“Uh, yeah.” Jim studies her. He can’t see her face, so he’s got no way to gauge her reaction. “Yeah, I do.”

“Good.” Jo looks up at him, an honest and open smile on her face. “I’m going to get Josh’s number.” She gets up from the table, accepting a high five from Jim on her way by.

“Go get ‘em, tiger!” He hollers after her, and Jo just rolls her eyes, flipping her hair over one shoulder.


Uhura, Nyota:
Hey, Chekov’s here. Can I send him up?

Go ahead. Also, are you free for lunch?

Uhura, Nyota:
For you? Of course.


“I always feel like this is a church.” Chekov fiddles with his fingers, offering Spock a shy smile. “I visited the Winter Palace as a child on school trips, and it was like a temple to royalty – this reminds me of it.”

“We are very lucky to have The Wardrobe,” Spock says, leading Chekov down the rows and rows of clothes, shoes, bags, everything in between and every accessory one could hope to own. “This shoot is for the October issue, and, Jim being Jim, he has decided that we should do winter colors.”

“Not fall?” Chekov asks, nearly bumping into Spock when he stops short and turns a corner, flipping through shirts.

“No, evidently not. If everyone didn’t already think him borderline insane, he’d never get away with half of this.” Spock pulls out two shirts, holds one up to Chekov, and then the other. “Of course, he’s redefined fashion for the consumer as we know it, so the insane may verge on genius.”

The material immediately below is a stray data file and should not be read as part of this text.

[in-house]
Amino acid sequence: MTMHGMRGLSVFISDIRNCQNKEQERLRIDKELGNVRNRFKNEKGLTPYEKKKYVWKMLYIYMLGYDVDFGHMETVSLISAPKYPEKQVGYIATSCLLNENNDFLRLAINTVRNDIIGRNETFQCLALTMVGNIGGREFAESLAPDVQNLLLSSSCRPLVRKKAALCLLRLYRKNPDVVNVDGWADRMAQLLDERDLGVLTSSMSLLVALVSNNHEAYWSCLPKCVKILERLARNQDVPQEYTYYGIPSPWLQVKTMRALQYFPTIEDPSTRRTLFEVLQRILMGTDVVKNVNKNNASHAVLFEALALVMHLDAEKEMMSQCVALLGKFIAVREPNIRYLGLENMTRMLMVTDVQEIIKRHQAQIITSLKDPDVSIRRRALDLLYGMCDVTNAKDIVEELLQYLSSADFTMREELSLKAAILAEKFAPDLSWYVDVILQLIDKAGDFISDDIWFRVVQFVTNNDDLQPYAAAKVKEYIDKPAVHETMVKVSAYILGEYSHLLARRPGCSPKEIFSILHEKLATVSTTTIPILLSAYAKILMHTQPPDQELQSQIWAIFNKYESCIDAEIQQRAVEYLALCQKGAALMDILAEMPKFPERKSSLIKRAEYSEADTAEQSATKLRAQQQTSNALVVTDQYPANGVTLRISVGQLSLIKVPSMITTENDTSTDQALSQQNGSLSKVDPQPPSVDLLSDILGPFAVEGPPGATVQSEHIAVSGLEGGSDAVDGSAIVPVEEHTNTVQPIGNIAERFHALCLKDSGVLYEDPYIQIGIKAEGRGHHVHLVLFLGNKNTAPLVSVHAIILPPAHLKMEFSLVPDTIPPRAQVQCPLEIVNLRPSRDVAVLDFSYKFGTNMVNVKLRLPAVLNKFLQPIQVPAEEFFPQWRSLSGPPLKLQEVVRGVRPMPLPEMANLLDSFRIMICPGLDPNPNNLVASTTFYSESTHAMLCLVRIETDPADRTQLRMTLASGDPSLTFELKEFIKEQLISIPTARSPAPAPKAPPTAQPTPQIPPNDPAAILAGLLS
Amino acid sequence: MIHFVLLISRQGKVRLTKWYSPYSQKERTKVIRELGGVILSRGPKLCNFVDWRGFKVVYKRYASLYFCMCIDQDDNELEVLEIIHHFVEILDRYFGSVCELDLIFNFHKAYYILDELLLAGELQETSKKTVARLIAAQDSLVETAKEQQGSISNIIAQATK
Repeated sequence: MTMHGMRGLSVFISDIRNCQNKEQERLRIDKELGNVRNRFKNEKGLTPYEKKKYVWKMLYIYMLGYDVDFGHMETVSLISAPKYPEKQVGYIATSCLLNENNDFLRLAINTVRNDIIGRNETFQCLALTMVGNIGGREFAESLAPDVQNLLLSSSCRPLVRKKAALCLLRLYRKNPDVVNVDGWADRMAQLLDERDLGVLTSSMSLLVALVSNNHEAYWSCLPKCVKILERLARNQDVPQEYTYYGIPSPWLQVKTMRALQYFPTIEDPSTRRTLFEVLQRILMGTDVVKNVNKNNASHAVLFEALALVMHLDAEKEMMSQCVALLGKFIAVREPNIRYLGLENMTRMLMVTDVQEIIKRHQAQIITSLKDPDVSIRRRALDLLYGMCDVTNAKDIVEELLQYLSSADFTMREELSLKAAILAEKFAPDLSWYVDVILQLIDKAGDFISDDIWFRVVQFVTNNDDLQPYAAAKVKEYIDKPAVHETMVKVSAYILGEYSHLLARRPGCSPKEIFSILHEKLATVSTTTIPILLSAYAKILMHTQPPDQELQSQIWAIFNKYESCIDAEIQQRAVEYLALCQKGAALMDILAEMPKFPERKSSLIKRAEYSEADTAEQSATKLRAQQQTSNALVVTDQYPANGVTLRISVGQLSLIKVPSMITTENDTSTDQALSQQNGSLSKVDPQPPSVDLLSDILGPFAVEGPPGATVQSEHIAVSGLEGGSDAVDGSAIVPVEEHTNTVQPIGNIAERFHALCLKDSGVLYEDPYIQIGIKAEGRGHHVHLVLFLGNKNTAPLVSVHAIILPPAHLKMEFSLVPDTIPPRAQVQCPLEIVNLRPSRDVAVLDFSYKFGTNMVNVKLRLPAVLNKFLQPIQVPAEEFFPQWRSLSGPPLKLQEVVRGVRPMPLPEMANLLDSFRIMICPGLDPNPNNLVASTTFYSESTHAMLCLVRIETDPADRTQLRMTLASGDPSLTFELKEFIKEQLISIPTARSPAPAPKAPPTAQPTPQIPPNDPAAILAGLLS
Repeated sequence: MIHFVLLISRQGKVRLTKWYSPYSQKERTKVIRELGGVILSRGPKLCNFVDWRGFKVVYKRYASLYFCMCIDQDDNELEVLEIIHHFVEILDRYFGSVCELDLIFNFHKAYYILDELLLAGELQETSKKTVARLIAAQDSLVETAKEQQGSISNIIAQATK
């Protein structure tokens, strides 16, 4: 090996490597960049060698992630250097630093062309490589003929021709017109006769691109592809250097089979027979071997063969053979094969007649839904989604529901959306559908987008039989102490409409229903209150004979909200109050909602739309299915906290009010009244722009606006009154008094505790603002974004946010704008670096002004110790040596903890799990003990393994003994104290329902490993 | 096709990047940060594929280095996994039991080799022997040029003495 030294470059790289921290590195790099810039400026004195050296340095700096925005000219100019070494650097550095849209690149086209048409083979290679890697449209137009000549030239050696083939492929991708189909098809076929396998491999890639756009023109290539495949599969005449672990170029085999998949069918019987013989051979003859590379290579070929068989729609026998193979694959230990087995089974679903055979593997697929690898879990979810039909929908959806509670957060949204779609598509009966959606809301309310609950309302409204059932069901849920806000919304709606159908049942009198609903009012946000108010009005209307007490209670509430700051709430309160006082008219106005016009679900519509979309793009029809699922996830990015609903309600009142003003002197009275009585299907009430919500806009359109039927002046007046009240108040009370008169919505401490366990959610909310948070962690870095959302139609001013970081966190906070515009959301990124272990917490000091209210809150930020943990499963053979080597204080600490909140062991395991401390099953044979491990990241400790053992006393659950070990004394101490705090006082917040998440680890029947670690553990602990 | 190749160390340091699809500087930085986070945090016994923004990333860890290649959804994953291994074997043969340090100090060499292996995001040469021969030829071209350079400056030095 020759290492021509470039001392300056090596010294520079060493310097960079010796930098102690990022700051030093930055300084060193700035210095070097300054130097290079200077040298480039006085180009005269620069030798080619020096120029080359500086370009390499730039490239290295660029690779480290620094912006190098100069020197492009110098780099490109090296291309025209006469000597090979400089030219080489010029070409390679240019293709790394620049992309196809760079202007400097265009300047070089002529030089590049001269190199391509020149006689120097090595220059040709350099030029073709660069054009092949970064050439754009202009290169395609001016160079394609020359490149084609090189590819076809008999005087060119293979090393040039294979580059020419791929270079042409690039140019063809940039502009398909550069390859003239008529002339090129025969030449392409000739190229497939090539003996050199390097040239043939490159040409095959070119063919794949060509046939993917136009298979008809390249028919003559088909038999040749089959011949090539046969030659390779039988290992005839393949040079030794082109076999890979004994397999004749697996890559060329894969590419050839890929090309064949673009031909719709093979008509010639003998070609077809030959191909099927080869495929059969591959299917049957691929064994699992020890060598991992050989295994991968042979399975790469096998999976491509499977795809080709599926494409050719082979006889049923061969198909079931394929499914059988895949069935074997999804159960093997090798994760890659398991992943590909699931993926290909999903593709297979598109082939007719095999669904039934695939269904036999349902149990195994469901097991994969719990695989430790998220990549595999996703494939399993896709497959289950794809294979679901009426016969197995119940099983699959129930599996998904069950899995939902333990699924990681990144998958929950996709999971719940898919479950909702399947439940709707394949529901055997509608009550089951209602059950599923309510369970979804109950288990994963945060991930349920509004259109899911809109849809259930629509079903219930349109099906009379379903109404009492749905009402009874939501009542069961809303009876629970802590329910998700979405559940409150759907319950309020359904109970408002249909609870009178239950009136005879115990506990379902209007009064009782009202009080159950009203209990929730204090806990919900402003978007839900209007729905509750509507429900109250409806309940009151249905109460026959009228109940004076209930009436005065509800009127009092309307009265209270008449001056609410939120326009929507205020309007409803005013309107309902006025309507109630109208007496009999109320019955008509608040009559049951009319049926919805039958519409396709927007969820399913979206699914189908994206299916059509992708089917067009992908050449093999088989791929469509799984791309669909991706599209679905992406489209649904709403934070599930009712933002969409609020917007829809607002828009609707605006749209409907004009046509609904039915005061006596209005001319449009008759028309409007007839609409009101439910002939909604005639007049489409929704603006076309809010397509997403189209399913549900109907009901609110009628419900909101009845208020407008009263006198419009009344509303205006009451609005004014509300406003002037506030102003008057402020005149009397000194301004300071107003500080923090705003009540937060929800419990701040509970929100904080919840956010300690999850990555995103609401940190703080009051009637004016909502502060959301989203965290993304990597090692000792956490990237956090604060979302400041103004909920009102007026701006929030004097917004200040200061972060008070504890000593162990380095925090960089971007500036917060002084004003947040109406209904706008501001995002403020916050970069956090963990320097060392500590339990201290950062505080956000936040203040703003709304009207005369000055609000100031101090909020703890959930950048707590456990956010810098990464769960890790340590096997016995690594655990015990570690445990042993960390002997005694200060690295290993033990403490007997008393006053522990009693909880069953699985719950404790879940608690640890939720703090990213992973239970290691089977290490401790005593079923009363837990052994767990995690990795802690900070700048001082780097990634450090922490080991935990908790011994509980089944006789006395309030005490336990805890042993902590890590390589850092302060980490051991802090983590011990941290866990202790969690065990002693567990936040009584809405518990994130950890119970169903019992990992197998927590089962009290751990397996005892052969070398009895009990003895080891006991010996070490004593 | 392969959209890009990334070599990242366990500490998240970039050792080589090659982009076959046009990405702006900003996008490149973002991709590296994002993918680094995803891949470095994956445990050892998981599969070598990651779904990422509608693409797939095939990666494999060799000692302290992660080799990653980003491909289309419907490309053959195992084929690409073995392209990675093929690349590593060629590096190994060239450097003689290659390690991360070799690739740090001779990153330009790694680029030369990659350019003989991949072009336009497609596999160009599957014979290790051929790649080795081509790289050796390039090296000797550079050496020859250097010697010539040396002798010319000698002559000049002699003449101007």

Chekov opens his mouth to say something, but then closes it, not sure if saying anything at all would be speaking out of turn.

“I am unclear as to why every designer has decided that pants that are 2 inches too short are in – what am I going to do with all this Moschino? It looks like a bad case of the 50’s ran into a Midwestern flood.”

“At least it is not all that leather, yes?” Chekov pipes up as Spock slings a shirt over his arm and moves on.

“The leather is also most illogical. Have we put you in Versace yet?”


“Alright. Pants, pants, pants... You are skinny enough that baggy can work.” A pair of gray pants joins the shirt. After a bit more poking around a belt joins the mix. “Go put these on, I have to find shoes.”